"You have to figure out a way to teach them more rapidly what you know about running a business successfully! You're already doing it for them as did the other volunteer. Modeling and watching you is not enough. They have become dependent on the Peace Corps much as they were dependent on their ’patron’ (master, boss, owner) at the furniture factory." It was like a weight was lifted from my shoulders. The tension subsided. I think I was mumbling with glee at my revelation. I felt light as a feather.
From that moment to the end of my time with them, I found ways to have them "learn by doing" and gradually turned over complete tasks to one or pairs of the members. I took them on sales trips. I had them do quality control. And all the things mentioned above plus more that I can't recall. While I removed myself from all the main business functions and left them to learn from their successes and mistakes, I was also there to review their work or when asked.
You would think that it would be easy to "step aside" and give them more responsibility. But remember: they lived in a culture where the old structure was perpetuated by most workers being dependent on the "patron". A tradition the "patrones" prefer so they can maintain their dominance. The co-op members were not necessarily happy with my new strategy at first. It involved them taking more risks and letting go of their dependency — not an easy task for any of us.
To end on a humorous — if embarrassing — note, the fifth vignette occurred during an open-house celebration at the Cooperative.
We had invited leaders and supporters in the community to come by and see the workers products as well as observe demonstrations of their craft and skills. We had gotten new machinery, paid for by loans from the Bank of the Republic, for manufacturing our handicraft, wood products. This was quite a leap forward for many of the craftsmen. It certainly opened design and production options. The loan itself was proudly received by the co-op members as a big step forward in growing their business. Perhaps the most important group to come by was the city leaders led by the Mayor. He and many others brought their wives. This had me a bit anxious as were the “socios” (co-op members) who likely had never spent time in close contact with this “class” of people. Remember: Pasto was then a city of over 100,000. As the President of the co-op and I were showing them around and letting them engage with the workers at their stations, the Mayor’s wife seemed duly impressed and enthusiastic about what she saw and heard. Toward the end of the tour and before refreshments, she turned to us and exclaimed “Estos Senores son verdaderos trabajadores!” Loosely translated: “I am truly impressed by these workers!” To which I agreed and responded, “Si Senora, ellos trabajen como verracos!” There was some nervous laughter and quick glances exchanged between husbands and wives. I noticed a couple of the members smile nervously it seemed. We continued the tour and answered questions, had refreshments and thanked them for their visit. All seemed to leave on a positive note.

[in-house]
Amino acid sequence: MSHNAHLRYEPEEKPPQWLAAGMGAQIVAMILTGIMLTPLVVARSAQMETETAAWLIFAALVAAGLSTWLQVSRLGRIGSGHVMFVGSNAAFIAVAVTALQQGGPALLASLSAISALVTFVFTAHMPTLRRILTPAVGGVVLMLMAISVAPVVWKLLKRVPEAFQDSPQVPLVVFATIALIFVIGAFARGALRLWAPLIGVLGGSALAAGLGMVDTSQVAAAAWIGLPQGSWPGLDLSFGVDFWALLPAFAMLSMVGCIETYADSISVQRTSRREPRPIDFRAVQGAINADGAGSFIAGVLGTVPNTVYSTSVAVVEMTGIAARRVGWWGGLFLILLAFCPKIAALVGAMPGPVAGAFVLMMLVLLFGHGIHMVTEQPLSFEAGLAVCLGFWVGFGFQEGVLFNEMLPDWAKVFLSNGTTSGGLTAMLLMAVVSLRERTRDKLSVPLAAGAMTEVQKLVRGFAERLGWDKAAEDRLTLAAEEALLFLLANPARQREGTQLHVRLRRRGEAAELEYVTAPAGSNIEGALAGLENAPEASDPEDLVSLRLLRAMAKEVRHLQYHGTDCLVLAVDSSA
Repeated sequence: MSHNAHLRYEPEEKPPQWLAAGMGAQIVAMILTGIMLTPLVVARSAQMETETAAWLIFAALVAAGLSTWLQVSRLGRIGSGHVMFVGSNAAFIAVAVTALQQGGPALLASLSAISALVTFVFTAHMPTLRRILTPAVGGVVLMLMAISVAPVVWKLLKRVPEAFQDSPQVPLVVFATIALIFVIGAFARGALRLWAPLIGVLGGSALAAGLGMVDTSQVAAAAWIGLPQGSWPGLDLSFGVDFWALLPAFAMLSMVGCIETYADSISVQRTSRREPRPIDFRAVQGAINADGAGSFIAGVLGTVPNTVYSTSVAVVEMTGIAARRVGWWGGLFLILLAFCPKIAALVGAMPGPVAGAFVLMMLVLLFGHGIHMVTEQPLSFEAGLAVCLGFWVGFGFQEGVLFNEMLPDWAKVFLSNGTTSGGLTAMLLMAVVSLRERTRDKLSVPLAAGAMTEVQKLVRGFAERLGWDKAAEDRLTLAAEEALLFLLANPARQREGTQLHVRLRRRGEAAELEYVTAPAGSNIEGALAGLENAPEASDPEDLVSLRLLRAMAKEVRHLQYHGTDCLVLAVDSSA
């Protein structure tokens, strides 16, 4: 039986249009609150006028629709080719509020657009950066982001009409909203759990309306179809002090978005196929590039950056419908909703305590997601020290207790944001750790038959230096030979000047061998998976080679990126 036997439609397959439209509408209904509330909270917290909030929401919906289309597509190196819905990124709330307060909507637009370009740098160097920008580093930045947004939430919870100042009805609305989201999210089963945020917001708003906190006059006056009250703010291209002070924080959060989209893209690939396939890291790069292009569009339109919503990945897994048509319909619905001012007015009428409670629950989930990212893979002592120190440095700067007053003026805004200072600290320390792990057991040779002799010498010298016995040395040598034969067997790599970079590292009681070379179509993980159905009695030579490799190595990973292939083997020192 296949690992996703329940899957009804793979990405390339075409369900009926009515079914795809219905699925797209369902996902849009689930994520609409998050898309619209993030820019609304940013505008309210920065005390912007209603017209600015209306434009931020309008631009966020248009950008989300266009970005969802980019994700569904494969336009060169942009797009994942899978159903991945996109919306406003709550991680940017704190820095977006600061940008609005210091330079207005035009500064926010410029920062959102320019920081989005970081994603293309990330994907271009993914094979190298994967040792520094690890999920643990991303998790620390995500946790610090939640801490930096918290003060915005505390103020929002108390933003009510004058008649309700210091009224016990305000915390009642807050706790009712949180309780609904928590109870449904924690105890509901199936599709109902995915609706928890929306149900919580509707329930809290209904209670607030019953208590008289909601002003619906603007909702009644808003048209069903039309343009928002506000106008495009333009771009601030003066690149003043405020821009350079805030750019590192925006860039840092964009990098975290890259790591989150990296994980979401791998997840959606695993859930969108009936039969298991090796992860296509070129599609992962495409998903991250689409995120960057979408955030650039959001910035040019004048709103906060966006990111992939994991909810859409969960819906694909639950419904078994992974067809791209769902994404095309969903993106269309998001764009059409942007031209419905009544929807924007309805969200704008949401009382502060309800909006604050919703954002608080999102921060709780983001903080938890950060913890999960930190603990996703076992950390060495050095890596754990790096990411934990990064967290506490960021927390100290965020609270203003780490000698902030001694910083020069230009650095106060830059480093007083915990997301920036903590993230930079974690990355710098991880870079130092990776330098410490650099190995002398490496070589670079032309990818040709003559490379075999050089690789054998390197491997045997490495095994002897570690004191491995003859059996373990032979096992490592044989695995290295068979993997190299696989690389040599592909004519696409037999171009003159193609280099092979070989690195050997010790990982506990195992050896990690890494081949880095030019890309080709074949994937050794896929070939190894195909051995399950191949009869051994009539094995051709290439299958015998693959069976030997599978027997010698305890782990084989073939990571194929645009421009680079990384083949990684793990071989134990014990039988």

Before more guests arrived I asked the members who were there at “the moment” if I’d said something funny or what had happened? I was told that my choice of “verracos”, which I thought was a colloquial expression for “damned hard workers” really meant “they work like stud pigs!”
-Ralph Bates, Peace Corps Volunteer, Colombia Cooperatives Group, 1964-1966